Last member of Silhouettes dies
Rev. John 'Bootsie' Wilson battled cancerCOLUMBIA, South Carolina -- The Rev. John "Bootsie" Wilson, a former lead singer and last surviving member of the soul group the Silhouettes, has died. He was 69.
Wilson died Sept. 21 at his home in Spartanburg, South Carolina, after batting cancer and a kidney ailment, his wife, Pauline, said.
The Philadelphia native joined the Silhouettes in 1961, after the original lead singer left the group, perhaps best known for the 1958 smash hit "Get a Job," which stayed at No. 1 for 13 consecutive weeks. It was among the first rhythm and blues songs to cross over and become No. 1 on the pop charts.
"They called 'Get a Job' the national anthem of doo-wop. It spearheaded a whole subgenre of doo-wop, where the bass singer was the star," said Elaine Lewis, the widow of original member Richard Lewis, who wrote the song.
Ten years later, Wilson recorded the song with the group, re-branded as the New Silhouettes, on the album, "The Original and New Silhouettes -- '58/68 Get A Job."
Other notable recordings by the group with Wilson included the 1962 "Move On Over (To Another Land)."
Its 1963 single "Rent Man" was a hit in Philadelphia, and its 1968 recording "Not Me Baby" -- which Wilson in an interview earlier this year called his favorite -- went on to become a 1970s dance hit in Great Britain, said music historian Charlie Horner of Classic Urban Harmony of Somerset, New Jersey.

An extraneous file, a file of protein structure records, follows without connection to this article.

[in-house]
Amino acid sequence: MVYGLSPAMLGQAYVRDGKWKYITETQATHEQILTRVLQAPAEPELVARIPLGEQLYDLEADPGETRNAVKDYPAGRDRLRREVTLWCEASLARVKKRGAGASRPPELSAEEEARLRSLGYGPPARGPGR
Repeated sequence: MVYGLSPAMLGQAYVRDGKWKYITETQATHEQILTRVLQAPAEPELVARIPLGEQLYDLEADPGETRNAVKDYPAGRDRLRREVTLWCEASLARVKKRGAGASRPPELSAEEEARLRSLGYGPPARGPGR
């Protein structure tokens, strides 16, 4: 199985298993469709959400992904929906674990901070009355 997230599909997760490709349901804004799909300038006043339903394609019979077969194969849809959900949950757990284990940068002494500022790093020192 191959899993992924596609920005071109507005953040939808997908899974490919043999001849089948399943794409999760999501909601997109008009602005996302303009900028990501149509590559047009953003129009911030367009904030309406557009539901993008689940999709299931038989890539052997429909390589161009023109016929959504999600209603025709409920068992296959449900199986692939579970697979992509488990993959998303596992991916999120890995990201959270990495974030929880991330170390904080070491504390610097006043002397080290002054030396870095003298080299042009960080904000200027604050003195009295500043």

"John's songs, I think, were the best ones. Somehow 'Get a Job' got all the attention, but clearly John was the best lead singer they had, hands down. He had a marvelous voice," said Elaine Lewis, 62.
Wilson and Richard Lewis were friends before Wilson officially joined the Silhouettes. He sang with Lewis in 1957 and with the group at other times, Wilson told Elaine Lewis in an interview in February published online.
Elaine Lewis said Wilson cried when he listened to the old songs during a visit to her Philadelphia home.
"He was so proud of that part of his life, his life as a Silhouette," she said. "He was so nostalgic about that period of his life, and he missed his fallen comrades."
A Web site maintained by her daughter, Shana Lewis, calls Wilson a lost hero of 1960s soul music.
"The group didn't get the promotion and the push they deserved," Elaine Lewis said.
Wilson moved to South Carolina in 1972 and became a minister two years later. He served as an African Methodist Episcopal pastor for three decades at eight churches, his wife said.
He kept singing, his beautiful voice filling dozens of churches as he traveled across the state, Pauline Wilson said.
"When people asked him about the singing voice he had, he'd go into it, telling them all about the Silhouettes, how he was the lead singer and the shows he was on," she said.
John Wilson planned to go to London in March to celebrate how popular "Get A Job" was in England, but his wife said he was too ill to make the trip.
"It's an end of an era. The Silhouettes were one of the greatest vocal groups of all time," said Horner, who interviewed Wilson in April. Even though Wilson wasn't on the initial recording of "Get a Job," he added, "he was a big part of Silhouettes history. It's sad to realize The Silhouettes are gone now."
Wilson's funeral was Saturday.